In 2017, their focus turned to Rockshelter #6 (41CV1649), another large, stratified rockshelter on the Barnhill ranch. The first week was spent profiling a looter’s trench, where we encountered two thermal features. Representative projectile points of the Early through Transitional Archaic Periods (6500 BC-AD 1600) as well as those of the Late Prehistoric Period have been recovered. Three samples of carbonized wood, recovered from an earth oven on the rockshelter’s floor were selected for dating and the mean calibrated age of this earth oven is 5502 BC, placing it within the Early Archaic Period. Preliminary research into earth-oven use during this time period suggests that this earth oven is a rarity in Texas archaeology, with only one with a comparable date found on Fort Hood. Included in the macrobotanical remains analysis are seeds of xeric plants which no longer grow in central Texas. Central Texas saw warmer temperatures and lower moisture during this time period, conditions that are reflected in the recovery of strawberry cactus (Echinocereus enneacanthus) seeds. The nearest herbarium record for this species in modern times is for Kerr County, four counties to the southwest. However, the nearby stream and the rockshelter itself provided some insulation from xeric climactic conditions as noted in the presence of maygrass, plum/cherry seeds and mulberry wood. An excavation block was also opened within the central portion of the rockshelter and we came into contact with a living surface dating to the Transitional Archaic Period. A number of intriguing artifacts were recovered. These include a Busycon sinistrum (Lightning Whelk) columella gorget, reflecting contact with the Gulf coast of Texas, and six metates, which yielded maize starch grains and ochre on their grinding surfaces. Three students presented papers over their research at the 2017 Annual Meeting of the Texas Archeological Society.
email - Ms. Carol Macaulay-Jameson
Baylor in Thailand
One Health: Exploring Global Health and Conservation Medicine in Thailand
“One Health” reflects the core concept in global health that we are deeply connected with our environment, that our health is influenced by how the health of nonhuman animals (wildlife and livestock) is managed throughout the world, and that our health ultimately affects the sustainability of ecosystems. It calls upon the collaboration of physicians, veterinarians, public health professionals, ecologists, policy makers, and others to identify the complex environmental causes of infectious diseases and provide possible interventions. It focuses, in part, on describing the ecological and population factors responsible for the emergence and reemergence of infectious diseases in humans and nonhuman animals, emphasizing the interrelationships among our species.
This course involves travel to Thailand where we will discuss One Health, Global Health, conservation medicine, emerging infectious diseases, indigenous medicine/ethnomedicine, and other related topics. We will work with researchers at Chiang Mai University in public health, medicine, and veterinary medicine. We will meet with local villagers to learn about traditional healthcare systems, as well as meet with researchers and volunteers at several wildlife sanctuaries. We will conduct survey research at a minimum of five different elephant sanctuaries and learn about their conservation. Elephants are an excellent example of extreme efforts in conservation medicine because they are very susceptible to human tuberculosis. Other activities include language and culture lessons, hiking and sacred temple visits, cooking lessons with lots of street food, and plenty of time for handicraft shopping.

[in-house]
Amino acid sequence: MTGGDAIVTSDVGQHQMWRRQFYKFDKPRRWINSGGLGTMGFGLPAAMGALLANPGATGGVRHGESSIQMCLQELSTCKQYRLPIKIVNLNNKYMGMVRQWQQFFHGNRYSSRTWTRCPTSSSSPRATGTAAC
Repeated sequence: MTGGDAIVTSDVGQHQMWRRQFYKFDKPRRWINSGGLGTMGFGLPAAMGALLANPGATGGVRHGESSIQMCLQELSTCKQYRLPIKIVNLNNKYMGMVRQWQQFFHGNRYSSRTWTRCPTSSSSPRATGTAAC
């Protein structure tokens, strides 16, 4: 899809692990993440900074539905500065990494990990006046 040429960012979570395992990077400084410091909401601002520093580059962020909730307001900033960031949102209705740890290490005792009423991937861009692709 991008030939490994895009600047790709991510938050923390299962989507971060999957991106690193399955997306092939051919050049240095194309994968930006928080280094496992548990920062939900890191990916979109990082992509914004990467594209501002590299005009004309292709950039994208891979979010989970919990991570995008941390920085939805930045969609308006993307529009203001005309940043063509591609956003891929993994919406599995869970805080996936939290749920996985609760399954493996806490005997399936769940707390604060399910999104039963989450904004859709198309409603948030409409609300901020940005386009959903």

Dr. Michael Muehlenbein
Baylor in Kentucky
Appalachia Field School
In 2004 and 2007, Dr. Sara Alexander invited Baylor undergraduate and graduate students to take a special field school course to assist her in a longitudinal project which she began in 1980 and has continued to the present day. The course was taught in Red River Gorge, Kentucky, which is located in eastern Kentucky approximately 60 miles from Lexington. Red River Gorge is a unique geological area that claims over 100 natural sandstone arches, some of which have spans over 100 feet in length and 30-40 feet in height. Visitors come from all over the U.S. and Canada to participate in a range of wilderness recreation activities. This area is the most popular rock climbing destination in the U.S. east of the Mississippi River. During these field schools, students learned mapping techniques, basic photography, participant observation methods, and how to design a survey, sample/survey a recreationist population, and interview personnel responsible for management of the area. Graduate students also interviewed local residents and absentee landowners to provide data for a second important part of this long-term project. Field trips included Bluegrass festivals, horse farms in the Lexington bluegrass region, the Shaker Village of Pleasant Hill, and an Appalachian arts fair in Berea, Kentucky.
Dr. Sara Alexander
Baylor in Belize II
Environment and Development Ethnographic Field School
Beginning in 1995, Dr. Sara Alexander has taught a number of field schools in several locations in Belize. The course centers on ‘Environment and Development’ topics where students are taught basic ethnographic field methods, including mapping, still and video photography, participant observation, kinship charting, sampling methods, interview and survey design and implementation, and basic data processing and analysis. Students work either individually or in small groups on research related to subjects that focus on development strategies and related environmental topics. Sample studies include economic or environmental constraints to agricultural production; population growth rates, reproductive education and contraceptive use; prevalence of certain diseases such as diabetes and cultural factors that influence incidence; religious views and worship practices around certain physical features, crops, etc.; history of fishing cooperatives and their responses to changing government policies for commercial fishing; and food and nutritional security of children less than five years of age relative to economic security. She also includes a number of field trips to offer additional education on the country’s development strategies through time. These trips include Maya archaeological sites (Xunantunich, Tikal), Cockscomb Jaguar Sanctuary, Community Baboon Sanctuary, the Blue Hole, the National Institute of Culture and History, and the Museum of Belize.
Dr. Sara Alexander